Courtesy of official images, we get a better, more detailed look at the XC-72, which becomes available in just a matter of days on August 6 for a retail price of $130. Similar to the 237 and 327 models, the sneaker heavily references ’70s running footwear, featuring a nylon upper with numerous suede panels. The heel clip and outsole, in particular, draw immediate attention to the silhouette, however, as the former boasts a textured, rubberized build, while the latter has a standout tread pattern that extends up onto the toe.

In terms of the colorway itself, we’re getting heavy Two-Face vibes from the “Multicolor” XC-72, and that’s a good thing. The various pastel hues undoubtedly help the silhouette stand out even further, as we expect this one to be in extremely high demand come release day. While you wait for the long-awaited XC-72 launch, you can learn more about Charlotte Lee and her previous New Balance designs by reading our recent interview here.

To stay updated on everything happening in the sneaker world, follow @highsnobietysneakers on Instagram, check out the best sneakers to add to your rotation this week, and sign up to our newsletter for the latest sneaker news sent straight to your inbox.

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By |agosto 3rd, 2021|Art&Design, Beauty, city, Fashion, lifeStyle, Music, new media, TV|0 Comments

Escape to Pierre Cardin’s Iconic Bubble Palace With Tiffany & Co.

The French Riviera may be best known for glitzy resort towns like Saint-Tropez and Cannes, but nothing quite compares to the famed Palais Bulles — better known as the ‘Bubble Palace’ — an extravagant architectural masterpiece that was once the vacation home of the late fashion legend Pierre Cardin.

When the opportunity arose for Highsnobiety to explore this legendary estate, we wanted to tell a visually arresting story with the Bubble Palace at the center of it all. That’s why we partnered with Tiffany & Co. and famed French fashion photographer Julien Boudet, better known as @bleumode, on a lookbook that takes us away to the shores of the French Riviera and onto the steps of the Palais Bulles itself. Fashion editor and activist Rawdah Mohamed and model and actor Yannick Konan star in the accompanying short film, exploring themes of love as they discover this architectural marvel

The cavernous 13,000-square-foot villa took 14 years to build and was finally completed in 1975. It boasts 29 rooms and an outdoor theater that seats up to 500 people. While we couldn’t explore every nook and cranny of the palace, our stylish cast wanders the perimeter taking in its eclectic, cellular forms all while stunting luxe Tiffany & Co. eyewear and accessories. Echoing the unmistakable House motif, the Tiffany T eyewear collection is a study in sleek design. Tiffany HardWear also features industrial shapes, elegantly playing with tension, proportion, and balance — not unlike the unique curvatures of the great Palais.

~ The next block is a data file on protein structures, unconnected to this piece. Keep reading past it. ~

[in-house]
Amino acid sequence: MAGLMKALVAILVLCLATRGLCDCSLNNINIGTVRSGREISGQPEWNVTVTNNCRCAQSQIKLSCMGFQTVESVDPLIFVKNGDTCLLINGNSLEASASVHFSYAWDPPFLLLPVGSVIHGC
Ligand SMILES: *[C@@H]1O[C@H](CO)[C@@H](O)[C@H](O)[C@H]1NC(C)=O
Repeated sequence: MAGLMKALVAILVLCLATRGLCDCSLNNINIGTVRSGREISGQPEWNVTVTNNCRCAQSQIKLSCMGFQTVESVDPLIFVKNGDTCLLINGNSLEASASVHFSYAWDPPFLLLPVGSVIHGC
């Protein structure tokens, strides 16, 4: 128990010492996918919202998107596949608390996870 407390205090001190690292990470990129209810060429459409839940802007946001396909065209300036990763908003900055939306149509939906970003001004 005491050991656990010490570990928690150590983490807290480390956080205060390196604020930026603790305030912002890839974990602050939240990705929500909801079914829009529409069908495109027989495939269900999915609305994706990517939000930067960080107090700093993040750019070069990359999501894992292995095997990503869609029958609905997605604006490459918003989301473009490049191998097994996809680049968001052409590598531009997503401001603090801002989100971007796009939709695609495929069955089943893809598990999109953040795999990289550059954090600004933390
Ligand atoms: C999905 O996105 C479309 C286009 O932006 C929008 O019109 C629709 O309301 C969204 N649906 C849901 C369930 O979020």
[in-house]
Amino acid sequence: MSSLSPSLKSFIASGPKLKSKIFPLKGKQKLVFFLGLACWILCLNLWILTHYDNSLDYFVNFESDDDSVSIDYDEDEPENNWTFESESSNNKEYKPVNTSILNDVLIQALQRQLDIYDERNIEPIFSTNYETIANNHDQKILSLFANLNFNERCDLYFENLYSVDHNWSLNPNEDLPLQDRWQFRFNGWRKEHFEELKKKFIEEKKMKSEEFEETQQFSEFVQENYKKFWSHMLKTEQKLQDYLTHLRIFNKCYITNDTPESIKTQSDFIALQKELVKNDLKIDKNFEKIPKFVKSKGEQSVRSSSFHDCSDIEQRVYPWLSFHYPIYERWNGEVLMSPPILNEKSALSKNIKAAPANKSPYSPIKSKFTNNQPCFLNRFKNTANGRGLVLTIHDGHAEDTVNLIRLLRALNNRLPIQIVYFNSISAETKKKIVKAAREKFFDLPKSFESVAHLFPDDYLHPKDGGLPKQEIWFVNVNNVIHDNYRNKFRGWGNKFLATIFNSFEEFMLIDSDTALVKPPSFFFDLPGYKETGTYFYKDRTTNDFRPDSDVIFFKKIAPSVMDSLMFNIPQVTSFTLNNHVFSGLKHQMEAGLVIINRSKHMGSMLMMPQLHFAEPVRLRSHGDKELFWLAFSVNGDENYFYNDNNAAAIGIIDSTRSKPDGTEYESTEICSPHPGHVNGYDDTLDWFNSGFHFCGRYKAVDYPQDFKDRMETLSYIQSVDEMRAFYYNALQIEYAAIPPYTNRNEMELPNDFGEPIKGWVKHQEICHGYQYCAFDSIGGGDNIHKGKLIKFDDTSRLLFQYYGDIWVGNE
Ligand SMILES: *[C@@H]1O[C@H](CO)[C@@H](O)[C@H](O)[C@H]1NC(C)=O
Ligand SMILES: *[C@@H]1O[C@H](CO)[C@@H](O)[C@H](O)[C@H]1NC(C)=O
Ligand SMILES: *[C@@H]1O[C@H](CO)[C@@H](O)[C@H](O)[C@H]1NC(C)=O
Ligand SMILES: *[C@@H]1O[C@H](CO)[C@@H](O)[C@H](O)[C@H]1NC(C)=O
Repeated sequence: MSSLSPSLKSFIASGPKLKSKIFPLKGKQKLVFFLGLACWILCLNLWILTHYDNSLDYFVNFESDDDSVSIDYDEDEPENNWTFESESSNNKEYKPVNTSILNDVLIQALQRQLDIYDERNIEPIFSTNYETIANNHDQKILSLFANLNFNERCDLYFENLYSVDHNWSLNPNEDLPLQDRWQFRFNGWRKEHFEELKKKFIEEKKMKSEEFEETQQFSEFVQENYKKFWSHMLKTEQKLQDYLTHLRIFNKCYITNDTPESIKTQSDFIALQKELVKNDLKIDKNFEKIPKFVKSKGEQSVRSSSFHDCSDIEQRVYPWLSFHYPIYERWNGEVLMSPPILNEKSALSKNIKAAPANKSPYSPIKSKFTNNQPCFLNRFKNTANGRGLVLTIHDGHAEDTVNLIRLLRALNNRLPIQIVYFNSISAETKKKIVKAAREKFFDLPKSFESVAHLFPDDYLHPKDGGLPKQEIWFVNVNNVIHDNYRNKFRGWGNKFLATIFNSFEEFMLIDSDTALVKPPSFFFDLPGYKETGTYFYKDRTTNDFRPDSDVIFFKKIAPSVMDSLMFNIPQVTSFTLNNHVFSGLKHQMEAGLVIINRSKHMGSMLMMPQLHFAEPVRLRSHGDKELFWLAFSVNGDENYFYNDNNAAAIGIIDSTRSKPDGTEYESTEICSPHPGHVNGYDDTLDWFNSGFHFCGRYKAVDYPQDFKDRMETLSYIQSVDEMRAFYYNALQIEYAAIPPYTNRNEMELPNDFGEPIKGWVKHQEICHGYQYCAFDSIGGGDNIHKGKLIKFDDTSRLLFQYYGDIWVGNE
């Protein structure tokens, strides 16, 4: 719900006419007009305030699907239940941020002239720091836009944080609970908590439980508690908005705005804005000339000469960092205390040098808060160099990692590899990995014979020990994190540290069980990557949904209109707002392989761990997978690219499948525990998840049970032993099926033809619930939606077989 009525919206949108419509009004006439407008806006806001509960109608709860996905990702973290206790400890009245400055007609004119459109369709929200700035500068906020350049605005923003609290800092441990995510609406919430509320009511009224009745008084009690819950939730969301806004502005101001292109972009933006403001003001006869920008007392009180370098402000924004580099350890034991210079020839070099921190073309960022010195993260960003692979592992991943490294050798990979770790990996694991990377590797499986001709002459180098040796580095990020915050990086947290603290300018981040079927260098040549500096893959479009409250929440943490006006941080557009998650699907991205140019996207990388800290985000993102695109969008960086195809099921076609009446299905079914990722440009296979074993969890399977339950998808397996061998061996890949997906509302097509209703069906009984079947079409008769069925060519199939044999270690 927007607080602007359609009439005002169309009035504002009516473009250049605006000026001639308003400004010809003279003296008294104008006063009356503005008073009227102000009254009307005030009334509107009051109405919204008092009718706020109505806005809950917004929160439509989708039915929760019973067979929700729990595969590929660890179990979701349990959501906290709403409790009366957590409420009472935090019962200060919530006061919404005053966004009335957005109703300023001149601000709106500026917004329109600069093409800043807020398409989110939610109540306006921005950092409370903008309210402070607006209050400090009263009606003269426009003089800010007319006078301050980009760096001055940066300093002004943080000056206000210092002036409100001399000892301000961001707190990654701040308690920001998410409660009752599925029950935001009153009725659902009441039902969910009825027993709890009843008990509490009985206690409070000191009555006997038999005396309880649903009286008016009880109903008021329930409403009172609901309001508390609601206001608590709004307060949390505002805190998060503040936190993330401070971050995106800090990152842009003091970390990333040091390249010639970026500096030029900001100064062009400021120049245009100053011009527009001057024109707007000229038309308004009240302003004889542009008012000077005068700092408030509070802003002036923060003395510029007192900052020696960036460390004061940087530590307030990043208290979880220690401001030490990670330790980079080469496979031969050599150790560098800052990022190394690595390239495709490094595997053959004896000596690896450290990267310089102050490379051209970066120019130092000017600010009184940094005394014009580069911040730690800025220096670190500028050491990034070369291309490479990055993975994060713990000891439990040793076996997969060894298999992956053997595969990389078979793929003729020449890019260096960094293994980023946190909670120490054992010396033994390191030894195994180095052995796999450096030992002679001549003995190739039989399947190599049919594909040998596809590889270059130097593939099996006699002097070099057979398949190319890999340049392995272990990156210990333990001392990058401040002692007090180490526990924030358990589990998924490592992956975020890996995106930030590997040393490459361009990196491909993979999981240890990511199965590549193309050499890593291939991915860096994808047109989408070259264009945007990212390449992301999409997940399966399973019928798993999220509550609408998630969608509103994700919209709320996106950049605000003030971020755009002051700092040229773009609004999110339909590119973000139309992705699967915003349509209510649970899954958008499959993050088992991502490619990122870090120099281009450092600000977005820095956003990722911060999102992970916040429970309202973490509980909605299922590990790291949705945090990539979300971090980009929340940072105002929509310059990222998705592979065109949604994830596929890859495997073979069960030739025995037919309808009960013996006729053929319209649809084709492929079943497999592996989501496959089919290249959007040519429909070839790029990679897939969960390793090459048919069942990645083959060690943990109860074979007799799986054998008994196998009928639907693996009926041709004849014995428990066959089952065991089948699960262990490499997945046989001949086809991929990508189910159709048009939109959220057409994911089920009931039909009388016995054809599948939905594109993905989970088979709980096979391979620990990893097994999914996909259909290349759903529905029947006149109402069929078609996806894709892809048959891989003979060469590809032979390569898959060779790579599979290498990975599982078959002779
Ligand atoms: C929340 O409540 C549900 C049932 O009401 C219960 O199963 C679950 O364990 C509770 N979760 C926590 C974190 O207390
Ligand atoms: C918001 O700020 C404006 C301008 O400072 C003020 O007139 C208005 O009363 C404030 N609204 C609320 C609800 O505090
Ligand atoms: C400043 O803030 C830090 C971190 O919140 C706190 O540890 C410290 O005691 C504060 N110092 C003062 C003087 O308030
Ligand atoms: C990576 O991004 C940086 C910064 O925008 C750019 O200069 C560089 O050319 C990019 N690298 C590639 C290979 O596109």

In a way, the palace is the ideal setting to showcase Tiffany’s latest selection of wares. Its architect, Antti Lovag, famously hated straight lines and thought they were “an aggression against nature.” So he designed it as a “form of play — spontaneous, joyful, full of surprise,” similar to the Tiffany accessories featured here. That’s precisely why Boudet picked this location. “It makes total sense because Lovag designed it as something playful and fun while remaining chic and avant-garde at the same time,” he says. “This reminded me of the values conveyed by these sunglasses from Tiffany, especially with the shapes and the design that match those from this incredible Palais.”

For Stini Röhrs, director of the short film, she wanted to tell a story about love without being too heavy-handed. “[Love is] strong, but at the same time so fragile. The layers to it are manifold. It’s a process. That’s why we told this story in different passages,” she says. “Coming home to love, as a road of leaving the world behind, eclipsing from time. The individuality of love — being together apart in a safe space, as well as the unconditionality of love, taking your partner with open arms.”

Explore the full lookbook to see more of the Bubble Palace and discover Tiffany’s latest accessories at tiffany.com.

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By |agosto 2nd, 2021|Art&Design, Beauty, city, Fashion, lifeStyle, Music, new media, TV|0 Comments

BEAMS x Arc’teryx FW21 Brings Out the Big Birds

beams arcteryx fall winter 2021 fw21 black gold zeta sl atom ar hoody jacket mantis 1 2 bag collaboration collection

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Brand: BEAMS x Arc’teryx

Season: Fall/Winter 2021

Buy: Pre-orders can be made via proxy through BEAMS’ website and stores from early November; the Zeta SL is ¥50,600 (approximately $460), the Atom AR is ¥42,900 (approximately $390), the Mantis 2 is ¥6,050 (approximately $55), and the Mantis 1 weighs in at ¥5,500 ($50).

Editor’s Notes: Arc’teryx is always relevant, but never more so than when the temps dip. It ain’t quite jacket season yet, but the Canadian company and Japanese retail giant BEAMS — which never fails to deliver quality collaborations — are getting a jump on their latest seasonal joint effort.

This follows a few fairly recent Arc’teryx partnerships, which are still a bit of a rarity for the brand. It launched a Palace collaboration last year and still has a Jil Sander+ line ready to go in the coming months, though news about that launch is pretty scarce. However, the BEAMS partnership is important because it represents one of Arc’teryx’s oldest retailer relationships, and the mutual respect is palpable.